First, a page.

Sunday, June 26, 2022

Post Roe: Let us 'bind up the nation's wounds.' (Sunday homily)

 In these readings, we hear about being called – and not turning back. 

We have the Lord Jesus setting the apostles straight 

about the right way to carry out his call. 

And we have St. Paul, right in the middle, talking about “freedom.”

That’s a word we love, especially as Americans. 

Unfortunately, what it means politically, and what it means in the Bible, 

are far from the same.

Our social and political version of “freedom” is, 

I want to do what I want. “The American Dream.”

Leave me alone, Big Government! 

Don’t track me online, Big Tech!

St. Paul reminds us why God gives us freedom:

So that you and I can become who we are meant to be.

To be our “best version of ourselves” as someone else said.

This disagreement about what true freedom means 

is at the heart of so much that divides us as Americans.

Look at what happened on Friday.

June 24 must go down in history as a great day, 

because the U.S. Supreme Court 

corrected a terrible error from 50 years ago. 

In overturning Roe v. Wade,

the court stopped being a roadblock to protecting unborn children.

But notice how much rage is being generated, along with anxiety.

And I am not making light of anyone’s feelings here.

But notice what people are angry about: 

to their view, they lost a “freedom.”

Freedom to do what? 

Well, there’s no nice way to say it: to take a human life.

And that’s why so many of us are celebrating: 

because now, the unborn can regain their freedom simply to live.

With God’s help you and I must be messengers 

for this true freedom, again, not just license to do as we please, 

but to be truly and fully human as God created us to be, 

and to allow every child of God that freedom, 

including his smallest children.

Answering anger with anger won’t help.

Responding to anxiety and fear with love and patience will heal.

For example, Archbishop Schnurr sent out an email yesterday,  

encouraging all of us to keep supporting efforts to help women 

and families facing difficult circumstances around a pregnancy.

There are wonderful efforts already happening in this community, 

and if you never got involved before, now is a great time to start.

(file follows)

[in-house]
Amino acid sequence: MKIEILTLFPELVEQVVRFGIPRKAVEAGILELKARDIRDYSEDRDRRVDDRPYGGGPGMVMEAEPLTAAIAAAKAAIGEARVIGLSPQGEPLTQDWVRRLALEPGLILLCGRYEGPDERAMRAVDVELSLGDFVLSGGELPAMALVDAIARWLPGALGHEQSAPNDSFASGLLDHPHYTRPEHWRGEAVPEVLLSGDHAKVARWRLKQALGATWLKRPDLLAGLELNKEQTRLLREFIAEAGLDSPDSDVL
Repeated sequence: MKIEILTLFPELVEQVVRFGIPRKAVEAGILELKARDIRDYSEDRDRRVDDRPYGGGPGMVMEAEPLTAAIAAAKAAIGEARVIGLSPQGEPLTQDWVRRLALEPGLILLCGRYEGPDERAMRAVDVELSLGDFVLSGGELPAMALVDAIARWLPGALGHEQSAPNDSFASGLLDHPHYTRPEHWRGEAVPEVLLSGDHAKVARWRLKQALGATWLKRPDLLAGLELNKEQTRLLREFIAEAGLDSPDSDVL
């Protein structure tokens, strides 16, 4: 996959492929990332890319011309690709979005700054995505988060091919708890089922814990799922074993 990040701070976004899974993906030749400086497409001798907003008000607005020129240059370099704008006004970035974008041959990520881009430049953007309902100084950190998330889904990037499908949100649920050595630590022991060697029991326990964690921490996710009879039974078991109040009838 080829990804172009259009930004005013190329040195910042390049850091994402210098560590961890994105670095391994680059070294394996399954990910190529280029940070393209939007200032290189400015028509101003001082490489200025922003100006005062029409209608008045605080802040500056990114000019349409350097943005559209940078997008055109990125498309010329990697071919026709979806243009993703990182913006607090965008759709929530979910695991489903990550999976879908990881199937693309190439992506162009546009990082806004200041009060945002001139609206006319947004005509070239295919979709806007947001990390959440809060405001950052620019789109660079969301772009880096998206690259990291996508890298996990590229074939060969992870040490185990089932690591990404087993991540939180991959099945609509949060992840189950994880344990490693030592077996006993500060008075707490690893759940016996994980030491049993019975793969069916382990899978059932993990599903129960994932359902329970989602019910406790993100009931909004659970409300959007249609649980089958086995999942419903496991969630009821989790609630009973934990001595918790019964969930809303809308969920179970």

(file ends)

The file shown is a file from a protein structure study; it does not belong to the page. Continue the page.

I will mention four organizations right around us:

Rustic Hope, Elizabeth New Life Center, 

New Choices shelter for those facing domestic violence, 

and Shelby County Right to Life.

This is a good time to mention Project Rachel, 

which seeks to offering reconciliation, healing, and peace 

for those involved in an abortion. 

This truly is a moment to celebrate and give thanks to God.

That’s why we’re using a Mass of Thanksgiving today, 

as the Archbishop suggested, 

instead of the usual prayers for this Sunday.

There seemed to be no right place to say the following, 

so I’ll say it right now.

This is my last weekend with you as your pastor.

No words are adequate. My heart is full. Thank you so very much.

Enough about me; let’s get back to God’s work.

There are some powerful lessons to take from these amazing events.

One: never give up! I am 60, and it took most of my life 

to get to this point, and I truly wondered if I’d live long enough. 

Two: this is a work of Divine Providence.

This isn’t just about politics. Pause to notice God’s hand at work.

As Christians, helping people see that is also our task.

Yes, laws must change. So must hearts.

Three: you and I must get right back to work on this.

Not everyone understands what happened Friday.

The Supreme Court did not outlaw anything.

It decided to overturn prior rulings 

that blocked laws protecting the unborn. 

So now you and I as citizens must tell our governor and our legislators